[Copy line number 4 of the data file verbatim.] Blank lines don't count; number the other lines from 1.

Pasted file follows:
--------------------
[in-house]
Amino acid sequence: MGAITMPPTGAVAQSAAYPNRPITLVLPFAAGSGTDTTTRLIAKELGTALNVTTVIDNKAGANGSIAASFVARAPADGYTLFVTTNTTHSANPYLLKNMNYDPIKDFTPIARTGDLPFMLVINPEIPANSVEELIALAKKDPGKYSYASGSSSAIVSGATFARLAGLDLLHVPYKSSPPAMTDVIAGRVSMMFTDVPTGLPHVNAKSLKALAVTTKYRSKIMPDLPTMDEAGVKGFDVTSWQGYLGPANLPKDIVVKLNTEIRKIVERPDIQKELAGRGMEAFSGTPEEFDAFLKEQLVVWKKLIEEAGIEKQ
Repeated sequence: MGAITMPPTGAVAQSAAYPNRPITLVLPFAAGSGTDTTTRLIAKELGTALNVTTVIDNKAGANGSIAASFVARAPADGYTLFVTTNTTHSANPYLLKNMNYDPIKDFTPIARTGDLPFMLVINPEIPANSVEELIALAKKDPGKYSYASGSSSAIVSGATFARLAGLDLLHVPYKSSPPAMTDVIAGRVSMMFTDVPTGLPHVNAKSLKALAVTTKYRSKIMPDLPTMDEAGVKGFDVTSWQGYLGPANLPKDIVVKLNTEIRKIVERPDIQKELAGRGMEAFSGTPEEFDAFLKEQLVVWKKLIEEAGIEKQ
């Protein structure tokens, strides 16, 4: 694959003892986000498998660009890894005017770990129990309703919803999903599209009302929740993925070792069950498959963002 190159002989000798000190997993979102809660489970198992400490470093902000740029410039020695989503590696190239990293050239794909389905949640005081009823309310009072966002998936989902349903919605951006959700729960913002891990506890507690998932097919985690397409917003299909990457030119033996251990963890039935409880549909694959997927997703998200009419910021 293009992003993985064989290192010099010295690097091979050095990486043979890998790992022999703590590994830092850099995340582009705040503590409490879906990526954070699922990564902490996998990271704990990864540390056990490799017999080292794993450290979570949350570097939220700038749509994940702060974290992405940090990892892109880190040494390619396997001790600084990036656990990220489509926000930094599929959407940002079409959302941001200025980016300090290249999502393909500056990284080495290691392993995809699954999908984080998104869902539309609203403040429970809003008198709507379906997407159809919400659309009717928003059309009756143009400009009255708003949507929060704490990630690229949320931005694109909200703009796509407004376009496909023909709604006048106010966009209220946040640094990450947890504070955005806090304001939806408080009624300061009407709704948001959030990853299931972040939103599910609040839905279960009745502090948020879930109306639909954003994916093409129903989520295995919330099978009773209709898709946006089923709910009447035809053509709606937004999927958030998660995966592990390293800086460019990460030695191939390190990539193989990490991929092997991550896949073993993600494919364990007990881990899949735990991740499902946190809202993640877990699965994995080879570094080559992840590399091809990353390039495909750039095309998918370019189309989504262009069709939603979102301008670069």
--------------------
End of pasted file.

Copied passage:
């Protein structure tokens, strides 16, 4: 694959003892986000498998660009890894005017770990129990309703919803999903599209009302929740993925070792069950498959963002 190159002989000798000190997993979102809660489970198992400490470093902000740029410039020695989503590696190239990293050239794909389905949640005081009823309310009072966002998936989902349903919605951006959700729960913002891990506890507690998932097919985690397409917003299909990457030119033996251990963890039935409880549909694959997927997703998200009419910021 293009992003993985064989290192010099010295690097091979050095990486043979890998790992022999703590590994830092850099995340582009705040503590409490879906990526954070699922990564902490996998990271704990990864540390056990490799017999080292794993450290979570949350570097939220700038749509994940702060974290992405940090990892892109880190040494390619396997001790600084990036656990990220489509926000930094599929959407940002079409959302941001200025980016300090290249999502393909500056990284080495290691392993995809699954999908984080998104869902539309609203403040429970809003008198709507379906997407159809919400659309009717928003059309009756143009400009009255708003949507929060704490990630690229949320931005694109909200703009796509407004376009496909023909709604006048106010966009209220946040640094990450947890504070955005806090304001939806408080009624300061009407709704948001959030990853299931972040939103599910609040839905279960009745502090948020879930109306639909954003994916093409129903989520295995919330099978009773209709898709946006089923709910009447035809053509709606937004999927958030998660995966592990390293800086460019990460030695191939390190990539193989990490991929092997991550896949073993993600494919364990007990881990899949735990991740499902946190809202993640877990699965994995080879570094080559992840590399091809990353390039495909750039095309998918370019189309989504262009069709939603979102301008670069």